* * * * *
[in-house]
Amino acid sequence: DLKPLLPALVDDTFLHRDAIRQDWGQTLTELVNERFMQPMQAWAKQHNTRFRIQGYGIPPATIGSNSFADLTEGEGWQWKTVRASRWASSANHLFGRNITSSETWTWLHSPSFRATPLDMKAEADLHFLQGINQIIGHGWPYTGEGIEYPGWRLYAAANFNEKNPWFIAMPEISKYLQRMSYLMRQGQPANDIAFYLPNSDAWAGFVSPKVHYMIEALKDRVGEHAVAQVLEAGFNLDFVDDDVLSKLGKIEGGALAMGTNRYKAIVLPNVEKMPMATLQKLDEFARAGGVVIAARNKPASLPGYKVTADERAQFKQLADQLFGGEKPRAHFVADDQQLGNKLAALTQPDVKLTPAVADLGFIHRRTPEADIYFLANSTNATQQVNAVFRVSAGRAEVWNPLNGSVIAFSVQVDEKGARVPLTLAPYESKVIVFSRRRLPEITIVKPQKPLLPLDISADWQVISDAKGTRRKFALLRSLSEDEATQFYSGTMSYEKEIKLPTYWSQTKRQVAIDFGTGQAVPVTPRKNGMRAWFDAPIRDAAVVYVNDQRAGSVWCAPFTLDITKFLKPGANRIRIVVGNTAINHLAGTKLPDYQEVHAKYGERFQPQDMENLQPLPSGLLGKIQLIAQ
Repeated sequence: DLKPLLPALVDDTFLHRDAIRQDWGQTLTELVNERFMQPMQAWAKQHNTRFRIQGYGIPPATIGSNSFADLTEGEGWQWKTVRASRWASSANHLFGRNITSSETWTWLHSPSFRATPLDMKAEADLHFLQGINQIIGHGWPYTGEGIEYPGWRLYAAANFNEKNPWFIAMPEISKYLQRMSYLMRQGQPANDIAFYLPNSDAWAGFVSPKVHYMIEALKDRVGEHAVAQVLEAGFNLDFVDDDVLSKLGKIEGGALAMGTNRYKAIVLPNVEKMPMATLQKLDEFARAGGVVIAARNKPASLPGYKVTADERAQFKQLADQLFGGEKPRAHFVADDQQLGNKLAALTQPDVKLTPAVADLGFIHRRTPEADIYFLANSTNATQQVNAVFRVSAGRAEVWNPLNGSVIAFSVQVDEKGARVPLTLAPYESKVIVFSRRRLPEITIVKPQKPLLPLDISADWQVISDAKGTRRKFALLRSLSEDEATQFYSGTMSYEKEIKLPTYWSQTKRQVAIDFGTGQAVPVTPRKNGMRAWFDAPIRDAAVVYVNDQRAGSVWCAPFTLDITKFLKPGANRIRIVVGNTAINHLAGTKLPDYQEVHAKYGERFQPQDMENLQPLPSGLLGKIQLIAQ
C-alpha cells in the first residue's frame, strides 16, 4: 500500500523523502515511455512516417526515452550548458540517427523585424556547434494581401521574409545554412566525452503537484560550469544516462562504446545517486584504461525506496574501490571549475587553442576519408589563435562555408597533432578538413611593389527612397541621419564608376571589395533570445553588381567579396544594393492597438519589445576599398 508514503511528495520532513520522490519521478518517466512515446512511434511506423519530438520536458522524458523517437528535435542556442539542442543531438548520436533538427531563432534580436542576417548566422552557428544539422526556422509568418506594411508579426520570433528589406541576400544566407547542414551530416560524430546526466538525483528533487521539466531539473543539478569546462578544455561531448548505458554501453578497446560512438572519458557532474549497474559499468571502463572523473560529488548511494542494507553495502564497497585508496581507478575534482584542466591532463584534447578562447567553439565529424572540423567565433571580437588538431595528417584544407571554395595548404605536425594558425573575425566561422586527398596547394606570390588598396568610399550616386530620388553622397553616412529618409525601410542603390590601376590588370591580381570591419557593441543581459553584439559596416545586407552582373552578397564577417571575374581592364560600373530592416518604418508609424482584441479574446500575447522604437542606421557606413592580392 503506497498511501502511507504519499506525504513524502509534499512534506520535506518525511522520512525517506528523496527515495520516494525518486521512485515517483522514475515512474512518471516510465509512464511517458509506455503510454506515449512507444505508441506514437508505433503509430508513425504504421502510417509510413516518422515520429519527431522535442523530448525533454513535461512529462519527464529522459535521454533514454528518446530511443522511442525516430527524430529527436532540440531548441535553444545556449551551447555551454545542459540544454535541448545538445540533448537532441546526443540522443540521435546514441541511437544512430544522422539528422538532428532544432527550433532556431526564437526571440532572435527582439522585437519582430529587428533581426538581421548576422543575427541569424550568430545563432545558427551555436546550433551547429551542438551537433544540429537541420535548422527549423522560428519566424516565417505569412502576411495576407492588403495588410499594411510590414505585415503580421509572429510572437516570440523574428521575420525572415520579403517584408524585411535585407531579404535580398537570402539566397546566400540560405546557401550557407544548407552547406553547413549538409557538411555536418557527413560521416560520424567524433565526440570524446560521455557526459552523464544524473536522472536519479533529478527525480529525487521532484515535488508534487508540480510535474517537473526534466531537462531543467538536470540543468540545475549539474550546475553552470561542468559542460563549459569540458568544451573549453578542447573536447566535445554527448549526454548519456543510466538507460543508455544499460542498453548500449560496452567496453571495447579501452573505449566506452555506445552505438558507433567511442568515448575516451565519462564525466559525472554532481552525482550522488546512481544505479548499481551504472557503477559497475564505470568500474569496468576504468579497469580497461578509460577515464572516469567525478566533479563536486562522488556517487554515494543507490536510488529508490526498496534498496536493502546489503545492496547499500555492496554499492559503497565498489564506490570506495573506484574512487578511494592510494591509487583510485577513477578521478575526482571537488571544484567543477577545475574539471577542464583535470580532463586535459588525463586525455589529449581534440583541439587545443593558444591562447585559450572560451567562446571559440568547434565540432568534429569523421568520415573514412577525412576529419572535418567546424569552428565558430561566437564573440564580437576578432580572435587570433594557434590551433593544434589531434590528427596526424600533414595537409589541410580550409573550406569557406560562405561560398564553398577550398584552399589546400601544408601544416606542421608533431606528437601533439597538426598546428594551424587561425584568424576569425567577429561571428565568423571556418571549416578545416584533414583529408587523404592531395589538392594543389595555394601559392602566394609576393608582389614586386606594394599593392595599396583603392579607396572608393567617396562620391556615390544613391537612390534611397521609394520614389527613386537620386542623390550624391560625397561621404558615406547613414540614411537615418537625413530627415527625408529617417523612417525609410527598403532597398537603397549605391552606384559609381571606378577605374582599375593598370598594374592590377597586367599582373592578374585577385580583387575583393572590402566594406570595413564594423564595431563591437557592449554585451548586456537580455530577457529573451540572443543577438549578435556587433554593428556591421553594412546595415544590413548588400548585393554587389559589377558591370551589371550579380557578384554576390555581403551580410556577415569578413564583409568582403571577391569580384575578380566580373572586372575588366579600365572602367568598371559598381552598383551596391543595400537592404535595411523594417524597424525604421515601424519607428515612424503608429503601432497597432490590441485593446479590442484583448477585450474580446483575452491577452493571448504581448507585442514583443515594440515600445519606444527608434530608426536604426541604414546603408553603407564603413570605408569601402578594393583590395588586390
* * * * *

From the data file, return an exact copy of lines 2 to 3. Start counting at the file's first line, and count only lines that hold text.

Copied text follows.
Amino acid sequence: DLKPLLPALVDDTFLHRDAIRQDWGQTLTELVNERFMQPMQAWAKQHNTRFRIQGYGIPPATIGSNSFADLTEGEGWQWKTVRASRWASSANHLFGRNITSSETWTWLHSPSFRATPLDMKAEADLHFLQGINQIIGHGWPYTGEGIEYPGWRLYAAANFNEKNPWFIAMPEISKYLQRMSYLMRQGQPANDIAFYLPNSDAWAGFVSPKVHYMIEALKDRVGEHAVAQVLEAGFNLDFVDDDVLSKLGKIEGGALAMGTNRYKAIVLPNVEKMPMATLQKLDEFARAGGVVIAARNKPASLPGYKVTADERAQFKQLADQLFGGEKPRAHFVADDQQLGNKLAALTQPDVKLTPAVADLGFIHRRTPEADIYFLANSTNATQQVNAVFRVSAGRAEVWNPLNGSVIAFSVQVDEKGARVPLTLAPYESKVIVFSRRRLPEITIVKPQKPLLPLDISADWQVISDAKGTRRKFALLRSLSEDEATQFYSGTMSYEKEIKLPTYWSQTKRQVAIDFGTGQAVPVTPRKNGMRAWFDAPIRDAAVVYVNDQRAGSVWCAPFTLDITKFLKPGANRIRIVVGNTAINHLAGTKLPDYQEVHAKYGERFQPQDMENLQPLPSGLLGKIQLIAQ
Repeated sequence: DLKPLLPALVDDTFLHRDAIRQDWGQTLTELVNERFMQPMQAWAKQHNTRFRIQGYGIPPATIGSNSFADLTEGEGWQWKTVRASRWASSANHLFGRNITSSETWTWLHSPSFRATPLDMKAEADLHFLQGINQIIGHGWPYTGEGIEYPGWRLYAAANFNEKNPWFIAMPEISKYLQRMSYLMRQGQPANDIAFYLPNSDAWAGFVSPKVHYMIEALKDRVGEHAVAQVLEAGFNLDFVDDDVLSKLGKIEGGALAMGTNRYKAIVLPNVEKMPMATLQKLDEFARAGGVVIAARNKPASLPGYKVTADERAQFKQLADQLFGGEKPRAHFVADDQQLGNKLAALTQPDVKLTPAVADLGFIHRRTPEADIYFLANSTNATQQVNAVFRVSAGRAEVWNPLNGSVIAFSVQVDEKGARVPLTLAPYESKVIVFSRRRLPEITIVKPQKPLLPLDISADWQVISDAKGTRRKFALLRSLSEDEATQFYSGTMSYEKEIKLPTYWSQTKRQVAIDFGTGQAVPVTPRKNGMRAWFDAPIRDAAVVYVNDQRAGSVWCAPFTLDITKFLKPGANRIRIVVGNTAINHLAGTKLPDYQEVHAKYGERFQPQDMENLQPLPSGLLGKIQLIAQ